Last year was an excellent year in the stock market. Today, MarketRiders (http://www.marketriders.com/) asks: how did your portfolio really perform? With the release of the MarketRiders “2010 Portfolio Report Card,” (www.marketriders.com/report-card ) everyday investors can determine if their portfolios actually achieved market returns. The MarketRiders 2010 Portfolio Report Card measures all elements of a portfolio against multiple indices to provide everyday investors with the means to actually assess their 2010 returns.
Most investors who own a well-diversified retirement portfolio will own small, large and mid-cap US Stocks, international stocks, real estate, bonds and even commodities. The common wisdom of using the S&P as a gauge to measure market returns is insufficient; it is only one of several indices that comprise a well-diversified, standard retirement portfolio.
“Judging a diversified portfolio’s returns just by the S&P or any one index is like grading a salad just by the lettuce,” said Mitch Tuchman, CEO, MarketRiders. “A salad is made up of many ingredients – and so is a portfolio. You have to measure the interplay of all components to find out how your portfolio performed.”
The MarketRiders 2010 Report Card presents returns for model portfolios built with standard asset allocations using low-fee ETFs from Vanguard, iShares and State Street to benchmark performance. These five all-ETF portfolios serve as benchmarks for 2010 and include different allocations to all industry-accepted asset classes.
“Until now, it’s been impossible to measure a portfolio’s results with an apples-to-apples comparison, but with our Report Card you can easily figure out how your portfolio should have done last year. Now investors who are paying fees for managers to actively pick stocks and manage their portfolios can see if they are getting their money’s worth,” said Tuchman. “If investors with similar typical portfolio allocations didn’t achieve these results, then they are under-performing and may want to make some changes.”
For example, in 2010 a 90% bond portfolio should have gained almost 4% with extremely low risk. In the worst month, this portfolio lost only about 1%. Alternatively, a diversified 10% bond portfolio, should have experienced a robust 16% rise by the end of the year; however to get to that point, investors endured a loss of over 6% in the worst month – a one-year swing of 22%!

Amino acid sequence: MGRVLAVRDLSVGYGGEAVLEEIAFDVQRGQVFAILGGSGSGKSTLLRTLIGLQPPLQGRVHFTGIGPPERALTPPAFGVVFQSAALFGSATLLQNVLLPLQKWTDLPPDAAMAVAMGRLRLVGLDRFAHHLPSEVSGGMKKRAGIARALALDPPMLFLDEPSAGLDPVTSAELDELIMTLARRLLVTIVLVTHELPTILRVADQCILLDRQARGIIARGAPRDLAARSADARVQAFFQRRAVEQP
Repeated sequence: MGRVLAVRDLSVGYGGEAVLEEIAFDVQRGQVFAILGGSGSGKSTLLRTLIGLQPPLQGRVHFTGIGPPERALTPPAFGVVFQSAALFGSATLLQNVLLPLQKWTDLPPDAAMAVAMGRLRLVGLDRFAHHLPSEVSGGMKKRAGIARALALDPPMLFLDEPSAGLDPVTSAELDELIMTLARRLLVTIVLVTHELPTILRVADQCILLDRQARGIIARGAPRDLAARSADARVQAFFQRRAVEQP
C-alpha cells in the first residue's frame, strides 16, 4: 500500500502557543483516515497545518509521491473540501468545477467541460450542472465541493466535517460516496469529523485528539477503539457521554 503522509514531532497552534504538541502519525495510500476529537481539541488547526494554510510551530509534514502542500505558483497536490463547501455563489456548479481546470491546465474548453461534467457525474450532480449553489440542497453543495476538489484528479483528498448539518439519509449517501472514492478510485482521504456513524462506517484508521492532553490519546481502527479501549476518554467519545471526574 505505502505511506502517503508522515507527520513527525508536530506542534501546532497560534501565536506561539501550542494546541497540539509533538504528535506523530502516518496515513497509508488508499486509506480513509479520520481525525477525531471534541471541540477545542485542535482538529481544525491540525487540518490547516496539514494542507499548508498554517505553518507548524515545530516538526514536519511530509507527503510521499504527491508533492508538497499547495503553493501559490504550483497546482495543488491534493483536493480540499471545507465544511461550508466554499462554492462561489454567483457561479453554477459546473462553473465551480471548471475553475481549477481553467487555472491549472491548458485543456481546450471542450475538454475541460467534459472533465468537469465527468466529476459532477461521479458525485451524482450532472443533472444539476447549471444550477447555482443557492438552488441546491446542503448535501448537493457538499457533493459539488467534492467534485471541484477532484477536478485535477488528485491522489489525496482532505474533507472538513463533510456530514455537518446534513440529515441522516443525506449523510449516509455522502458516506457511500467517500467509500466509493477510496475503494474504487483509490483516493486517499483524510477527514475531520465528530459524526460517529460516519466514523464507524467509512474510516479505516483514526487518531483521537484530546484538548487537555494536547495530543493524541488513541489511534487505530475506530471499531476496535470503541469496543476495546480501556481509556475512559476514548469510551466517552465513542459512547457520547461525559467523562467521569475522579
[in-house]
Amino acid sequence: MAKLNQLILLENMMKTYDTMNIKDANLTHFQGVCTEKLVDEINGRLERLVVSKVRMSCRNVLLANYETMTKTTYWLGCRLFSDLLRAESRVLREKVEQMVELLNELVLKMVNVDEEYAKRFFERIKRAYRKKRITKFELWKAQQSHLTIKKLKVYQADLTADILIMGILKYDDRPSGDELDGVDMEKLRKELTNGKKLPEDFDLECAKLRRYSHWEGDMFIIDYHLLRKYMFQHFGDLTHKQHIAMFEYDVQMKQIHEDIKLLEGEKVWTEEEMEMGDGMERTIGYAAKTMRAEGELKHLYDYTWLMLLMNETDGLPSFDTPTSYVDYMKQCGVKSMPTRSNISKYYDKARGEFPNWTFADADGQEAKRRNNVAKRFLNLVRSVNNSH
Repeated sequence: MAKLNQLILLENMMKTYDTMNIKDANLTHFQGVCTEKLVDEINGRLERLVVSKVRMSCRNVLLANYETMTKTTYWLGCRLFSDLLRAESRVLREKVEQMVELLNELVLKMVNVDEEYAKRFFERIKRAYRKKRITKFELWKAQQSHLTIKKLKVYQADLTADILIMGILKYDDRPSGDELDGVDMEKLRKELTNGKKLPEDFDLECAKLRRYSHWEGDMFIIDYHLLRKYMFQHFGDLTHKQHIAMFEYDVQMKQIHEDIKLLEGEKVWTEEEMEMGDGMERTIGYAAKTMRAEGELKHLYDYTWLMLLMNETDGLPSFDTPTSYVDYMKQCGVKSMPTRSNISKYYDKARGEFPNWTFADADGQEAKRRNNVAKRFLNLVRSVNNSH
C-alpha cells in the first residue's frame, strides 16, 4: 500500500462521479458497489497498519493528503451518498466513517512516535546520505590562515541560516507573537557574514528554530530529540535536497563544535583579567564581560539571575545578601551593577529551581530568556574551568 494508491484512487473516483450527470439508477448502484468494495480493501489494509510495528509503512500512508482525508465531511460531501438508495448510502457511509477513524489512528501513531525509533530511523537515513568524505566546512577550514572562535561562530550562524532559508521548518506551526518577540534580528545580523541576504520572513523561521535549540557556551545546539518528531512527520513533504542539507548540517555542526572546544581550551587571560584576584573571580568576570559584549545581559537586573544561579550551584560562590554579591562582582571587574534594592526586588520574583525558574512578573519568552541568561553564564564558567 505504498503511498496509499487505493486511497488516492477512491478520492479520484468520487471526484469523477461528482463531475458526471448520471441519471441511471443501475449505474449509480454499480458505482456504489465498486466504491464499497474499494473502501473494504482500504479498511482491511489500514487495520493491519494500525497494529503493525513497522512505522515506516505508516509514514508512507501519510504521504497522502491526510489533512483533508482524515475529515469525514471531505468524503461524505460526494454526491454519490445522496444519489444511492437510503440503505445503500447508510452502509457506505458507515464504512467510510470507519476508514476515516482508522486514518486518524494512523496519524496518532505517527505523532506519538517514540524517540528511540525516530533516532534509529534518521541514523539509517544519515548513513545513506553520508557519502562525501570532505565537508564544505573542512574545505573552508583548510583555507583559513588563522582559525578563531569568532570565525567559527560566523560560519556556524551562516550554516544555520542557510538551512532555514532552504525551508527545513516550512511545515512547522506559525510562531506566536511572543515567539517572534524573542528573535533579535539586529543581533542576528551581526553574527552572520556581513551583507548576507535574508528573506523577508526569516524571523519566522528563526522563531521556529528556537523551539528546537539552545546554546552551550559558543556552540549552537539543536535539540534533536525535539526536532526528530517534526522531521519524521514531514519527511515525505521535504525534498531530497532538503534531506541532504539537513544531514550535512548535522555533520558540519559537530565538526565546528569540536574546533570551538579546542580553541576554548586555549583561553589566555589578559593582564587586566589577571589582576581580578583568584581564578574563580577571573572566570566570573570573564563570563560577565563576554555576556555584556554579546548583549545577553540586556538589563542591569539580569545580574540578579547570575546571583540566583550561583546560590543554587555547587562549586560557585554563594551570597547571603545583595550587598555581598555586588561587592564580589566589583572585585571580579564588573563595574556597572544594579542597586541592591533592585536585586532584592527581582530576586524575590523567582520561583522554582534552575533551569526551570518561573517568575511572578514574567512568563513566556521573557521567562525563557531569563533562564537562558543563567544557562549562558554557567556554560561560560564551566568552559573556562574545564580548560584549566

The MarketRiders 2010 Portfolio Report Card is available at www.MarketRiders.com/report-card.
MarketRiders provides investors with easy online retirement portfolio management services to implement a sophisticated asset allocation strategy used by the wealthiest families and elite institutions. With software which creates a globally diversified portfolio using low-cost ETFs and ensuring regular and appropriate portfolio rebalancing, MarketRiders customers can generate superior retirement returns without trying to beat the market or pick stocks. The software has been reviewed in the Wall Street Journal, Barron’s, USA Today, New York Times and Forbes among others, and was named one of the eight Fast Company 2009 Innovative Financial Companies to Watch. CEO Mitch Tuchman has appeared on CNN, CNBC and Fox. For more information, visit www.marketriders.com.
MarketRiders Retirement Portfolio Benchmarks
Retirement investors are faced with two basic investment choices: pay high fees for professional mutual fund managers to beat the market (called “active” investing) or invest in low fee funds that simply own all of the stocks in a given group (called “passive” investing). Reams of academic and professional studies show that over time a passive approach makes you more money than an active approach.
Calculate how your retirement portfolio is doing by comparing it to one of our 5 passive low fee portfolios. If your portfolio isn’t doing at least this well, then “Houston, we’ve got a problem!” Here’s how to use these benchmarks for any of your investment accounts:
A. Pick A Portfolio To Use As A Benchmark.
Calculate the % of bonds and cash in your portfolio. For example, if you have a $50,000 account and $15,000 is invested in bond or bond funds then you’ll use our 30% Bond portfolio for comparing returns. Alternatively, if you have all of your money invested in stocks and you have $5,000 in cash, you’ll use our 10% Bond portfolio.
B. Calculate your 2010 return.
Record your beginning balance on 12/31/09 and then adjust it by adding or subtracting funds that went in or out of the account during the year. This is your “adjusted beginning balance.” Record your ending balance on 12/31/10. Your investment profit / loss is your ending balance minus your “adjusted” beginning balance. Divide this investment profit / loss by your adjusted beginning balance and this is your 2010 return.
Compare your 2010 return with the right MarketRiders Benchmark Portfolio below. If you have a 30% Bond portfolio and you didn’t have a return greater than 12.9%, then you lost money. If necessary, you may be in the middle of 2 portfolios, so do an average.
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